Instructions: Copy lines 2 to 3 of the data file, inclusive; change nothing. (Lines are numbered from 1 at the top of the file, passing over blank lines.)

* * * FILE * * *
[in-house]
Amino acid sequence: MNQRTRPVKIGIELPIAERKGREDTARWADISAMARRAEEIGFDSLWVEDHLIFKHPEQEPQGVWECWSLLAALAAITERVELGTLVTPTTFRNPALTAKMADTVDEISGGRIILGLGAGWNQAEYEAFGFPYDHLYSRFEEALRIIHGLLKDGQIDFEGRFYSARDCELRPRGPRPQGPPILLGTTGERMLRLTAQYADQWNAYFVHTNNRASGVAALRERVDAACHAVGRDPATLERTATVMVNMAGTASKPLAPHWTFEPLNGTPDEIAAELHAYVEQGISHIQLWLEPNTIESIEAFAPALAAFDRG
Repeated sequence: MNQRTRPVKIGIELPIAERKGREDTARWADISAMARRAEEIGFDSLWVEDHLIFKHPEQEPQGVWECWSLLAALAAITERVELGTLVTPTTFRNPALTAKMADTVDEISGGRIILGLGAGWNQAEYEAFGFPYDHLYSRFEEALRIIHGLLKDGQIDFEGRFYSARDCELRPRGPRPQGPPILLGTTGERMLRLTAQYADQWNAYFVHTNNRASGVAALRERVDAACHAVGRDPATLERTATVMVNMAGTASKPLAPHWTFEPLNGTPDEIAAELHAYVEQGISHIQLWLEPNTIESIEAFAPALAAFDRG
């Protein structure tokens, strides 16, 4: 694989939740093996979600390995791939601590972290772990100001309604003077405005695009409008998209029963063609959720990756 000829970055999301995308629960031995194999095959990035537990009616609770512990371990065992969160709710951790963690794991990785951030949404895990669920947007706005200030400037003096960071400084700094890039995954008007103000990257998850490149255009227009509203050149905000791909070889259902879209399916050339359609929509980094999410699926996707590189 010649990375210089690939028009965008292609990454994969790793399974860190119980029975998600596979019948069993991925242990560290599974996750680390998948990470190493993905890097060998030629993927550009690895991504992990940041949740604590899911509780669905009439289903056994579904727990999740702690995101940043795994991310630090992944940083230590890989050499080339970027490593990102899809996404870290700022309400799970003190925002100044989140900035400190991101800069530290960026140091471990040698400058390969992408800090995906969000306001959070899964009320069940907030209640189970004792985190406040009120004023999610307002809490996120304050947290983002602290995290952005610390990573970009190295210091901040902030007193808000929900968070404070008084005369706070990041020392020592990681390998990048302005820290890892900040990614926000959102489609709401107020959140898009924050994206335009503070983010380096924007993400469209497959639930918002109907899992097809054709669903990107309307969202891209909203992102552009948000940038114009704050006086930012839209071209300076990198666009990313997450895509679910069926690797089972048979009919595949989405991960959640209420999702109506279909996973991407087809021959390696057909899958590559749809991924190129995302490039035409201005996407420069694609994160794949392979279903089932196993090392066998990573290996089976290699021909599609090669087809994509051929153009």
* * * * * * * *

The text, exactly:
Amino acid sequence: MNQRTRPVKIGIELPIAERKGREDTARWADISAMARRAEEIGFDSLWVEDHLIFKHPEQEPQGVWECWSLLAALAAITERVELGTLVTPTTFRNPALTAKMADTVDEISGGRIILGLGAGWNQAEYEAFGFPYDHLYSRFEEALRIIHGLLKDGQIDFEGRFYSARDCELRPRGPRPQGPPILLGTTGERMLRLTAQYADQWNAYFVHTNNRASGVAALRERVDAACHAVGRDPATLERTATVMVNMAGTASKPLAPHWTFEPLNGTPDEIAAELHAYVEQGISHIQLWLEPNTIESIEAFAPALAAFDRG
Repeated sequence: MNQRTRPVKIGIELPIAERKGREDTARWADISAMARRAEEIGFDSLWVEDHLIFKHPEQEPQGVWECWSLLAALAAITERVELGTLVTPTTFRNPALTAKMADTVDEISGGRIILGLGAGWNQAEYEAFGFPYDHLYSRFEEALRIIHGLLKDGQIDFEGRFYSARDCELRPRGPRPQGPPILLGTTGERMLRLTAQYADQWNAYFVHTNNRASGVAALRERVDAACHAVGRDPATLERTATVMVNMAGTASKPLAPHWTFEPLNGTPDEIAAELHAYVEQGISHIQLWLEPNTIESIEAFAPALAAFDRG